B.3.1 The __proto__ pseudo property

Allen Wirfs-Brock allen at wirfs-brock.com
Sun Apr 21 13:16:28 PDT 2013

On Apr 21, 2013, at 12:31 PM, Brendan Eich wrote:

> Allen Wirfs-Brock wrote:
>> On Apr 21, 2013, at 12:05 PM, Brendan Eich wrote:
>>>>> What I mean is that:
>>>>>     let obj = {__proto__: null}
>>>>> will always create an object whose [[Prototype]]
>>> Didn't you mean "an object whose property named '__proto__'" here?
>>>>> is null.  Regardless of whether or not anybody has done:
>>>>>    delete Object.prototype.__proto__.
>>>> Yes, that's what I just wrote!
>>>> What part was unclear?
>>> Sorry, I misread your "[[Prototype]] is null" as "property named '__proto__' is null".
>>> But you cannot break ES5. Why are you changing things to deviate from it, never mind from ES6 consensus?
>> We must be talking across each other...web reality is that
>>    var obj = {__proto__: someObj};
>> creates a new object whose [[Prototype]] is the value of someObj (assuming it is valid for that use).  Right?
> Argh, you're right. I'm wrong, the de-facto standard wants [[Put]] not [[DefineOwnProperty]] and that's what ES5 specified.
> I plead jetlag and throw myself on the mercy of the court!

Suspended sentence...and I really should be finishing preparing for my own European speaking trip rather than being sucked into this dismal mess...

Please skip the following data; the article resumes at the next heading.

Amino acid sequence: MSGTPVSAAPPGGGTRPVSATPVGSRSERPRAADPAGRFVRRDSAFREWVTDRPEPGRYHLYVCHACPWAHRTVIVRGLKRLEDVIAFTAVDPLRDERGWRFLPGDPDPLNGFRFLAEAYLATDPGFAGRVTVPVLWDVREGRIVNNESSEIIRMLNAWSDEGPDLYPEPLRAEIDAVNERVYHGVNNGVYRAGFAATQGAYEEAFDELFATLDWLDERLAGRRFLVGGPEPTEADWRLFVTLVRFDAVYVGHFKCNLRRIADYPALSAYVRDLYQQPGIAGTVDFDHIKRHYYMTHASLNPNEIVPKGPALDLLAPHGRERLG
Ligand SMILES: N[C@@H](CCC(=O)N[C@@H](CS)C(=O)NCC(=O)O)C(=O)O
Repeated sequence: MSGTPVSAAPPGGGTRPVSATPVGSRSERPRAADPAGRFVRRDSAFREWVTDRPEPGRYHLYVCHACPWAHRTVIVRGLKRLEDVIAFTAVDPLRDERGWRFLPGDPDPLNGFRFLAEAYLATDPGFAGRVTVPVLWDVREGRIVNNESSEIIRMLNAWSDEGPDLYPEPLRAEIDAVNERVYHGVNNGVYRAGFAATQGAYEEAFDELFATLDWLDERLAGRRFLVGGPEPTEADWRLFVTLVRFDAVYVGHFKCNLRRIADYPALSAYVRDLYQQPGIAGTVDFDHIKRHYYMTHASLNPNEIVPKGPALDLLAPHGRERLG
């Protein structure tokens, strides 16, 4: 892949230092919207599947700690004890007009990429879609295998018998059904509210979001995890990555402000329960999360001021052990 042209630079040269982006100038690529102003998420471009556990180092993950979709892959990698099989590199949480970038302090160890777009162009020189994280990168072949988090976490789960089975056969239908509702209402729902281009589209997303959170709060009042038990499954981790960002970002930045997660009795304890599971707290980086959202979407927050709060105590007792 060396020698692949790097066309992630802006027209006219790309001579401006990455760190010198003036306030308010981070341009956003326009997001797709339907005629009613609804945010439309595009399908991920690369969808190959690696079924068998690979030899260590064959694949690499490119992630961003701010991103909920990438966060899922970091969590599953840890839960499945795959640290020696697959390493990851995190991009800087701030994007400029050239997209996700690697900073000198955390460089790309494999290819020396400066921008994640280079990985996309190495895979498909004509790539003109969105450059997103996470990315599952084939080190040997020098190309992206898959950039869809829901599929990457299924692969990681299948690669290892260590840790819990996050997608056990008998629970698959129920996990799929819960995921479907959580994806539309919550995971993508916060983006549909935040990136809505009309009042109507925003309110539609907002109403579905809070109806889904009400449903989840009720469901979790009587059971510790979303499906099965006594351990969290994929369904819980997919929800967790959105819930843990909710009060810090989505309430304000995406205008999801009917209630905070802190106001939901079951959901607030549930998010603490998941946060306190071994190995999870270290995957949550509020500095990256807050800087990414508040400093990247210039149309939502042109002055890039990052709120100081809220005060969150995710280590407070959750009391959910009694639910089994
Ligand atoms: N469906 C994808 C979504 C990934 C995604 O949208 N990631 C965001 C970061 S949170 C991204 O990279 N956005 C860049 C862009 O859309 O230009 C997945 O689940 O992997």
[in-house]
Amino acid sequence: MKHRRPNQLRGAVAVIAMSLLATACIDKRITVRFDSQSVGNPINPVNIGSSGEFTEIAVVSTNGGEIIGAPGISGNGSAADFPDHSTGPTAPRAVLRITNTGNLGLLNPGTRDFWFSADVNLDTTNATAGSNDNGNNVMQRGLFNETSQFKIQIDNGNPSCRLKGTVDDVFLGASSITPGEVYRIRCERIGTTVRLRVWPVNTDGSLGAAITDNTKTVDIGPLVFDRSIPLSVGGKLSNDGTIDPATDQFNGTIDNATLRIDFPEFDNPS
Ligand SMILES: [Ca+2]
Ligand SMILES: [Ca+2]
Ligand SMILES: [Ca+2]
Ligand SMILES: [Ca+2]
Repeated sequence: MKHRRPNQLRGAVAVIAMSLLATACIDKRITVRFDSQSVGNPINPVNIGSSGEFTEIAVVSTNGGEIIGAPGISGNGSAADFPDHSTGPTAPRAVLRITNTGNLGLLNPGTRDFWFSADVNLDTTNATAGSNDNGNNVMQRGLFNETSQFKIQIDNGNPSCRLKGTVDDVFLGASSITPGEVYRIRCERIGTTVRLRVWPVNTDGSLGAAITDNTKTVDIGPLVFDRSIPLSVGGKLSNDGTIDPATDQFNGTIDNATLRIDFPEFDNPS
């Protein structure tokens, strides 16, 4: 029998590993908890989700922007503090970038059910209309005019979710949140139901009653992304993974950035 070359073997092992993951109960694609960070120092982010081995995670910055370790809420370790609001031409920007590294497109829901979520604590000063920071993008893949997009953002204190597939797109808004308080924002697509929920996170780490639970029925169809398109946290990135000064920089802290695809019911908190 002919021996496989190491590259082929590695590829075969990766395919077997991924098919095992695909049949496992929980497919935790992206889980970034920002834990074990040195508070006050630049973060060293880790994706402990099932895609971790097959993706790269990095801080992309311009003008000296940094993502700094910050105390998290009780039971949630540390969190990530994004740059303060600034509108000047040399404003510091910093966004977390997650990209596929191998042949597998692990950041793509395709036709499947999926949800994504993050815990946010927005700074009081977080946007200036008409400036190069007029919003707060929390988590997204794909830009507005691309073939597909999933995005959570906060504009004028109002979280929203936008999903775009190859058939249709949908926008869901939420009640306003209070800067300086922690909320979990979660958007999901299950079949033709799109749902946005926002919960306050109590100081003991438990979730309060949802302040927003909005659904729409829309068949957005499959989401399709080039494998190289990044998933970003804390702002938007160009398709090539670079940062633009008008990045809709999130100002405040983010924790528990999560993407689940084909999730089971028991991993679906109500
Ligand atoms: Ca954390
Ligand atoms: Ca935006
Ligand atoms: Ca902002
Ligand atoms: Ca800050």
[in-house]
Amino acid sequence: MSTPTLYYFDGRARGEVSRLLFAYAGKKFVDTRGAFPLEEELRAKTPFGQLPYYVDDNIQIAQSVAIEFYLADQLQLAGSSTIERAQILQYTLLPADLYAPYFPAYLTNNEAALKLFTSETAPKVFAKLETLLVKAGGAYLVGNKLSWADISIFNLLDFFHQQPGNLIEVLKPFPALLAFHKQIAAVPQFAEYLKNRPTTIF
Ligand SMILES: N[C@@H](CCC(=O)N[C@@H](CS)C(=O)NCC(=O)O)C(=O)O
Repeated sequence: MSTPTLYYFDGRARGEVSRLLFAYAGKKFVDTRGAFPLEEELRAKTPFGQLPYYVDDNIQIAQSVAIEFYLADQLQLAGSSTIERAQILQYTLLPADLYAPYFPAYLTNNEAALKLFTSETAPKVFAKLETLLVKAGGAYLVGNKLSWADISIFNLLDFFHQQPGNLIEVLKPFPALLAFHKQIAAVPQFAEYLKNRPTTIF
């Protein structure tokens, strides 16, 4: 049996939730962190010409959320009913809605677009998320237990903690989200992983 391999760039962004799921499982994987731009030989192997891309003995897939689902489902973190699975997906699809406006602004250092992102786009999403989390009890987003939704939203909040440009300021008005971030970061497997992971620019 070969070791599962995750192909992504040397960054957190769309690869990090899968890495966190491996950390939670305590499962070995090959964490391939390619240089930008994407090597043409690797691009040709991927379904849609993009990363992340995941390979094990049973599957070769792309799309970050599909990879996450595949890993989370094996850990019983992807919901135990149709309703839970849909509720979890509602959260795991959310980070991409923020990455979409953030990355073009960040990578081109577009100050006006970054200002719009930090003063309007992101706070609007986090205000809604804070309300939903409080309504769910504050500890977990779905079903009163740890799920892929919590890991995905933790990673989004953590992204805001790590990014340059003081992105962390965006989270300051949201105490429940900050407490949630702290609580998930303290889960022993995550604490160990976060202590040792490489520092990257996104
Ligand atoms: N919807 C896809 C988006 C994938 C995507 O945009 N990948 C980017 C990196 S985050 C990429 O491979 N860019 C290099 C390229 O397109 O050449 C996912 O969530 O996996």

>>   Doesn't that mean that ES5 implementations that support that semantics already deviate from the ES5 spec which says that an own property named "__proto__" should be created via [[DefineOwnProperty]]?
> That follows.
> However, let's get back to (a) coffee :-); (b) ES6 and the ability to delete Object.prototype.__proto__.
> You don't want that to affect object literals evaluated in the same realm after such a deletion. Why not?

Why should it?  We already used the existence of {__proto__: whatever} got rid of  <| as declarative syntax for defining an object literal with a [[Prototype]] other than object prototype.  Making {__proto__: whatever}  only work some of the times means it isn't a reliable declarative syntax.  Why would we want to do that?  There is arguably a good motivation wanting disable the ability to dynamically __proto__ modify arbitrary pare-existing objects. But what is the motifacation for doing that on newly created objects?  

> SpiderMonkey at least goes out of its way to do [[Set]] (let's call it) not [[DefineOwnProperty]] for 'o = {__proto__: 42}', so why wouldn't [[Set]] create a fresh property, seeing nothing on Object.prototype named '__proto__' with a setter to run?

Because the semantics that says you can't use [[DefineOwnProperty]] may say to go out of the way to do something else.  It my strawman spec. it says use [[SetInhertiance]] rather than [[Put]].  Either is a special case semantics and [[SetInheritance]] is a much more direct expression of the likely user intent. 


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